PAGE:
Humankind Meets The Truth
People seek the Truth in this world. Why am I in this world, and what is the goal of my life? What is right, and what is wrong? This has been the question of humankind across the ages.
Our curiosity distinguishes us from animals. Of course, animal experiments show that monkeys and animals also have some degree of curiosity. New objects pique their interest.
But human curiosity is superior to that of animals. Humans have not only curiosity towards the material world, but also towards human themselves, and towards the spiritual. That makes us human.
Biologically, we are animals. It doesn’t matter where we stand on the creation vs evolution debate. Our bodies resemble those of other animals.
However, the nature of humankind ought to be found not in our biological features, but in that which is inherent to us which makes us human. When we see people who do seem to have lost their humankind-like nature, we call them “inhumane”.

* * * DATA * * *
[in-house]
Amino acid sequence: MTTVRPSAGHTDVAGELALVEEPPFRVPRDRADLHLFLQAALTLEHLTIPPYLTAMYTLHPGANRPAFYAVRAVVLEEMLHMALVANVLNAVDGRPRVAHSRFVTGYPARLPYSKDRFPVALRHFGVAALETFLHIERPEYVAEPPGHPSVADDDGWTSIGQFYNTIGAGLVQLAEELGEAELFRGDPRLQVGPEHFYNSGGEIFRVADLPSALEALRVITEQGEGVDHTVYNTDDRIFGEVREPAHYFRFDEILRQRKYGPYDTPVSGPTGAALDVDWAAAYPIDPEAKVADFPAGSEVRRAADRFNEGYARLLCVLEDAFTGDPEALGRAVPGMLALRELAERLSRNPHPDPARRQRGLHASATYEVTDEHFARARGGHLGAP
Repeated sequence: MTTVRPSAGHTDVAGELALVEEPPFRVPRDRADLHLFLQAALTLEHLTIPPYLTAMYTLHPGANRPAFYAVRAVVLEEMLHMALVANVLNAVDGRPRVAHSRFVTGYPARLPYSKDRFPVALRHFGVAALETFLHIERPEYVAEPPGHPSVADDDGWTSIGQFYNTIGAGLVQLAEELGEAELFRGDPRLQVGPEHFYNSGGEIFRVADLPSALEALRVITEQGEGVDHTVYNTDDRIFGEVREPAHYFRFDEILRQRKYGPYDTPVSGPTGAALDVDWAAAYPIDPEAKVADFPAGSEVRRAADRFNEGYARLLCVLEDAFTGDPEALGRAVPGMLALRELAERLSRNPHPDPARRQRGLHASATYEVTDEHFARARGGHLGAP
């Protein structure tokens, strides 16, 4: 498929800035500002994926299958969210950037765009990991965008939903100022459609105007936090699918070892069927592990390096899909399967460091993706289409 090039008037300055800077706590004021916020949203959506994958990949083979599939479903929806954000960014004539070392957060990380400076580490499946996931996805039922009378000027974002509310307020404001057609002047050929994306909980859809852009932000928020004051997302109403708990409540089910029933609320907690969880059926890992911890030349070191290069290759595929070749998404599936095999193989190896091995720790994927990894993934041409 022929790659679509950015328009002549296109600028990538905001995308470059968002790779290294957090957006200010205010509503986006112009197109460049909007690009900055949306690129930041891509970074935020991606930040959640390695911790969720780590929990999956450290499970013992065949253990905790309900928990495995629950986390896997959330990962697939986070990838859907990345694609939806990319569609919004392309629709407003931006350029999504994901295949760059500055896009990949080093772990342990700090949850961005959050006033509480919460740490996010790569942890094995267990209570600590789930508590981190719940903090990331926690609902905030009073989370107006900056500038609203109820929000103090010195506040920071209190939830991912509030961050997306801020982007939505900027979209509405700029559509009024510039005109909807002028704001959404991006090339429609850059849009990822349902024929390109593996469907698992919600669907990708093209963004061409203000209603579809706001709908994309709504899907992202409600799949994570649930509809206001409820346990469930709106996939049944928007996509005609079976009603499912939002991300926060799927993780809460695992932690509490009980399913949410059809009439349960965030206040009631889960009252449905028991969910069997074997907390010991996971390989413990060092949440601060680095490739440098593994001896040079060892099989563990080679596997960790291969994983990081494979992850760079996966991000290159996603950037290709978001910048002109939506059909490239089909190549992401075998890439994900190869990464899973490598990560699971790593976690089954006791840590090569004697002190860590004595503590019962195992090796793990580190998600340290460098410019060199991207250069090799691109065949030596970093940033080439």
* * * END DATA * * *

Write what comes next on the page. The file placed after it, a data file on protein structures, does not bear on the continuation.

What kind of person is an inhumane person? Is it because they look different from the rest? Or sport a different attire, or skin color? No. It’s when they have lost their human touch, that we call them “inhumane”.
We can’t say the same of animals. Expressions like “un-wolf-ly”, “un-tiger-ly”, “un-dog-ly”, are not in our vocabulary. This makes humans unique.
Humans have sought the Truth in various ways. Where did Socrates seek the Truth? He said, “Know Thyself”. He believed that self-understanding was essential to reaching the Truth.
The largest streams of philosophy and literature onwards have concerned themselves with finding themselves. It’s been a very long time since Socrates’, but some still seek the Truth.
A religion that takes on a similar approach is Buddhism. Buddhism is also about finding oneself. With a small twist. Buddhism says from the onset: “there’s no such thing as ‘oneself’. It’s nothingness”.
This is very hard to grasp. I do exist, but I’m taught that it doesn’t exist. People engage in lifelong self-flagellation and meditation to understand this teaching.
One may grow spiritually through self-flagellation and meditation, but all one achieves through it is simply coming back to the answers one already knew from the onset, or at worst, dying before even reaching that point.
In contrast, what does Christianity say about humankind? It defines humans as sinners. For the proud, modern man, a religion that starts right off the bat defining one as a sinner is a tough sell.…